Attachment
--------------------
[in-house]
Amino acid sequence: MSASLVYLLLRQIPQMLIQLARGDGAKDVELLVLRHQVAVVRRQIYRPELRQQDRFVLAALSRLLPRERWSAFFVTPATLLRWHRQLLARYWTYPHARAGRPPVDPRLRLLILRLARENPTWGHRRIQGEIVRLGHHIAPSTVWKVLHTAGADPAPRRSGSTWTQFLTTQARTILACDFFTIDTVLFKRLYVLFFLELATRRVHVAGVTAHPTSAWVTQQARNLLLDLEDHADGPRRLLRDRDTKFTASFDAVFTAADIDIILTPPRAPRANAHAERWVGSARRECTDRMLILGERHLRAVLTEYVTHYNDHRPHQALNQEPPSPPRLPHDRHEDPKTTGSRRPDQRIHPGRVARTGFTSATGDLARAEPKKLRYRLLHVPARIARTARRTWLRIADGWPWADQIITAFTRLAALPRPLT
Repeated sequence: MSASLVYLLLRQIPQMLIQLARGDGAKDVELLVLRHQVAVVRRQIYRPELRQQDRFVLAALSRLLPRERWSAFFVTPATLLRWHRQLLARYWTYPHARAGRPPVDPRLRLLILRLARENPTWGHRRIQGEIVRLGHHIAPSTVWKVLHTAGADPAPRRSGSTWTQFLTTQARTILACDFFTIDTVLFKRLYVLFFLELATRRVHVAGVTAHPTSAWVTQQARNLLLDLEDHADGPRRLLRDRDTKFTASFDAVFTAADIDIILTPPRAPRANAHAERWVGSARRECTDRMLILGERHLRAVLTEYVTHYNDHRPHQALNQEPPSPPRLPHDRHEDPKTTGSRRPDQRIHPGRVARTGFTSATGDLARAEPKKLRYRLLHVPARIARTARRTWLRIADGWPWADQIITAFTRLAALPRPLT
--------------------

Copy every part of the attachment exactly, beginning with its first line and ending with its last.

[in-house]
Amino acid sequence: MSASLVYLLLRQIPQMLIQLARGDGAKDVELLVLRHQVAVVRRQIYRPELRQQDRFVLAALSRLLPRERWSAFFVTPATLLRWHRQLLARYWTYPHARAGRPPVDPRLRLLILRLARENPTWGHRRIQGEIVRLGHHIAPSTVWKVLHTAGADPAPRRSGSTWTQFLTTQARTILACDFFTIDTVLFKRLYVLFFLELATRRVHVAGVTAHPTSAWVTQQARNLLLDLEDHADGPRRLLRDRDTKFTASFDAVFTAADIDIILTPPRAPRANAHAERWVGSARRECTDRMLILGERHLRAVLTEYVTHYNDHRPHQALNQEPPSPPRLPHDRHEDPKTTGSRRPDQRIHPGRVARTGFTSATGDLARAEPKKLRYRLLHVPARIARTARRTWLRIADGWPWADQIITAFTRLAALPRPLT
Repeated sequence: MSASLVYLLLRQIPQMLIQLARGDGAKDVELLVLRHQVAVVRRQIYRPELRQQDRFVLAALSRLLPRERWSAFFVTPATLLRWHRQLLARYWTYPHARAGRPPVDPRLRLLILRLARENPTWGHRRIQGEIVRLGHHIAPSTVWKVLHTAGADPAPRRSGSTWTQFLTTQARTILACDFFTIDTVLFKRLYVLFFLELATRRVHVAGVTAHPTSAWVTQQARNLLLDLEDHADGPRRLLRDRDTKFTASFDAVFTAADIDIILTPPRAPRANAHAERWVGSARRECTDRMLILGERHLRAVLTEYVTHYNDHRPHQALNQEPPSPPRLPHDRHEDPKTTGSRRPDQRIHPGRVARTGFTSATGDLARAEPKKLRYRLLHVPARIARTARRTWLRIADGWPWADQIITAFTRLAALPRPLT